After a bet of a search I came upon the following recipe and noted that this typed product will produce the finest ribs had at any fine rib shack.
First of all don’t just grab a pack of ribs at the store and run. Different types of ribs have different flavor and texture and, thus, cooking techniques. Here are the three most common types of ribs:
Baby back ribs are the most common and easiest to find. They are smaller, meatier and leaner than other types.
Spareribs are larger with flat bones. They have more connective tissues, so after a long cooking time, they’ll get very tender.
St. Louis-style ribs are spareribs with the rib tips removed. They have a more uniform, rectangular shape than the other types. They’re trickier to cook, so you might want to start experimenting with baby backs or spareribs first.
For the marinade:
3/4 cup chicken broth
3/4 cup soy sauce
1 cup sugar, divided
6 tablespoons cider vinegar
6 tablespoons olive oil
3 garlic cloves, minced
For the meat:
1 rack baby-rack ribs (about 2-3 pounds)
For the spice rub:
2 teaspoons salt
1 tablespoon paprika
1/2 teaspoon chili powder
1/2 teaspoon pepper
1/4 teaspoon garlic powder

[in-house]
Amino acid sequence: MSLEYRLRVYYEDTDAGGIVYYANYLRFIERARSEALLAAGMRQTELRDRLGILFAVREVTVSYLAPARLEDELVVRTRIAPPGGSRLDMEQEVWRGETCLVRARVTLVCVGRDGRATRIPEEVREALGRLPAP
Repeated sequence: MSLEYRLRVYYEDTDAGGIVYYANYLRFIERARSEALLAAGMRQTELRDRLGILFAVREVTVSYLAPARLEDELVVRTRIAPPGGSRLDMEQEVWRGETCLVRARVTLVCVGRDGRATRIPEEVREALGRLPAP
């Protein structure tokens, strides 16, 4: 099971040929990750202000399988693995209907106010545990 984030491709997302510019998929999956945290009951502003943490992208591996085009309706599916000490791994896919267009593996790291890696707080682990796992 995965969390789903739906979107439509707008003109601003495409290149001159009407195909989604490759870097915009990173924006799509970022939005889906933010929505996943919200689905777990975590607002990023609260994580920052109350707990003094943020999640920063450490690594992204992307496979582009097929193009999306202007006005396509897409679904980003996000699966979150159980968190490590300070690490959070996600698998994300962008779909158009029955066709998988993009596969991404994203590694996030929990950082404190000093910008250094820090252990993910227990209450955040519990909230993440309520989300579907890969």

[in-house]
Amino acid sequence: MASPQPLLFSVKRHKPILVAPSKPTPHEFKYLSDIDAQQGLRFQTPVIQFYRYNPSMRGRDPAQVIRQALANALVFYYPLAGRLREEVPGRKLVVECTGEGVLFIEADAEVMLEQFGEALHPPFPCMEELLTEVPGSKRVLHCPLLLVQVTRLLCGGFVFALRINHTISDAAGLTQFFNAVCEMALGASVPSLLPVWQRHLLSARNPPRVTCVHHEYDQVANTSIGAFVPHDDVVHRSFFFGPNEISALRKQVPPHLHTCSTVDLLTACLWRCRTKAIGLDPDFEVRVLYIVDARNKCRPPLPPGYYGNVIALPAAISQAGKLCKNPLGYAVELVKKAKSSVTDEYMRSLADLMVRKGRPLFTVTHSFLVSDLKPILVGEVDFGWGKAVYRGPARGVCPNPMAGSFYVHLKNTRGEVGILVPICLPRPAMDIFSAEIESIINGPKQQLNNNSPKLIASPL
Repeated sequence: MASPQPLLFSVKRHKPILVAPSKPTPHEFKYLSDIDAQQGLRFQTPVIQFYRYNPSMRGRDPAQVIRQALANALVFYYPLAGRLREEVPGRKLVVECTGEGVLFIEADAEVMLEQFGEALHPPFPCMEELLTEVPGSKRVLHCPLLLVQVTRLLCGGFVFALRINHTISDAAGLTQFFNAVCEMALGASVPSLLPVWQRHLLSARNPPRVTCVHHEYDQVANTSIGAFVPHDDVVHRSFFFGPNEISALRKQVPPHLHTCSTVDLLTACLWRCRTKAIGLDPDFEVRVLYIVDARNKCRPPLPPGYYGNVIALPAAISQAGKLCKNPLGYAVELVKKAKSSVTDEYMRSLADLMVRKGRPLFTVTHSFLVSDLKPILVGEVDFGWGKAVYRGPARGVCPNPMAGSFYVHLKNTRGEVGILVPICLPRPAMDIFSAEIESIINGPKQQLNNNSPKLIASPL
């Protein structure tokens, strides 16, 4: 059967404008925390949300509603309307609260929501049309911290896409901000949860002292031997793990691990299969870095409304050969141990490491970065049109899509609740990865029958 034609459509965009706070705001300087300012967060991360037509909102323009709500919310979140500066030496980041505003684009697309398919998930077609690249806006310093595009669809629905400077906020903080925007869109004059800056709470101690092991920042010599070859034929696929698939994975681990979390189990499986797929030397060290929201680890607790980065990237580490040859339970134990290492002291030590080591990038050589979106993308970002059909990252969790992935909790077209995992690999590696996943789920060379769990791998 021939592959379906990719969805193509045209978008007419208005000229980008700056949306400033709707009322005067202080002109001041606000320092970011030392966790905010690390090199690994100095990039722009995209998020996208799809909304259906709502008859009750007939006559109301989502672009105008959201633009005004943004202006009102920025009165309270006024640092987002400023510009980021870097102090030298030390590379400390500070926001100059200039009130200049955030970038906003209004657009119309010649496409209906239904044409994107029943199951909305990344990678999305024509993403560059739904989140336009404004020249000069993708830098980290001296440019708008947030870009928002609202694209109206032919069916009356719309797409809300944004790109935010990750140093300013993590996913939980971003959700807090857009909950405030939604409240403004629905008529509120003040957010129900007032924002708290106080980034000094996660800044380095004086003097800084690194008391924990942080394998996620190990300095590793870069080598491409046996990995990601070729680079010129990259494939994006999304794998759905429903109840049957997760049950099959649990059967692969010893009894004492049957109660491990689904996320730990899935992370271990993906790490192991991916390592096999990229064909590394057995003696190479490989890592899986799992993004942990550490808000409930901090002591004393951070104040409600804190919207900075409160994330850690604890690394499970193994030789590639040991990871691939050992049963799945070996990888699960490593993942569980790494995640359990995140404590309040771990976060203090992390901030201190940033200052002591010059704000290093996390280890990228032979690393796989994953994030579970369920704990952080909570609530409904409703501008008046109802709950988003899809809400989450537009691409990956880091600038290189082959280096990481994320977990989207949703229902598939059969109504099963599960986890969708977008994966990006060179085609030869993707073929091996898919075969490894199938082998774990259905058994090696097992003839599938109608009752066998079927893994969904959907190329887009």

Dash cayenne pepper
Barbecue sauce, optional
For this recipe, combine the broth, soy sauce, ½ cup sugar, vinegar, olive oil and garlic in a bowl or measuring cup with a pour spout. Place the ribs in a shallow baking pan. Pour two-thirds of the marinade over the meat. Turn to coat both sides, then refrigerate overnight. Turn the meat occasionally, to ensure that the meat is marinading evenly. (No need to get out of bed to do this. Just turn at night just before bedtime and turn again in the morning.)
Don’t toss that remaining marinade. Cover and refrigerate it. You’ll use it while you’re grilling.
Time to make the spice rub. Like making the marinade, it’s simple to prep, just tossing some ingredients together in a bowl. Here, use the remaining ½ cup sugar, plus salt and seasonings.
Take the ribs out of the fridge. Drain and discard the marinade from the 13×9. Pat the ribs dry (this helps the spice rub stick). Rub the spice mixture over all sides of the ribs, patting with your fingertips to encourage it to adhere.
Ribs should be cooked low and slow on the grill. For most of the cooking, the ribs stay over indirect heat. Place the ribs right on the grill, using tongs to maneuver them into place. Grill, covered, over indirect medium heat for 30 minutes on each side.
After the first hour, move the ribs to direct medium heat and cook 20-40 minutes longer, or until the pork is tender. Occasionally, turn and baste with the reserved marinade (or barbecue sauce, if you prefer).
Start testing for doneness once the meat begins to pull away from the ends of the bones. This visual cue means it’s time to test. Pierce the meat with a fork. The tines should glide through easily. You also can twist a rib bone a little bit; you should feel it give easily but not fall apart from the meat. (If the meat falls off the bone, your ribs are overcooked. Remove from heat right away and make sure to have sauce at the table.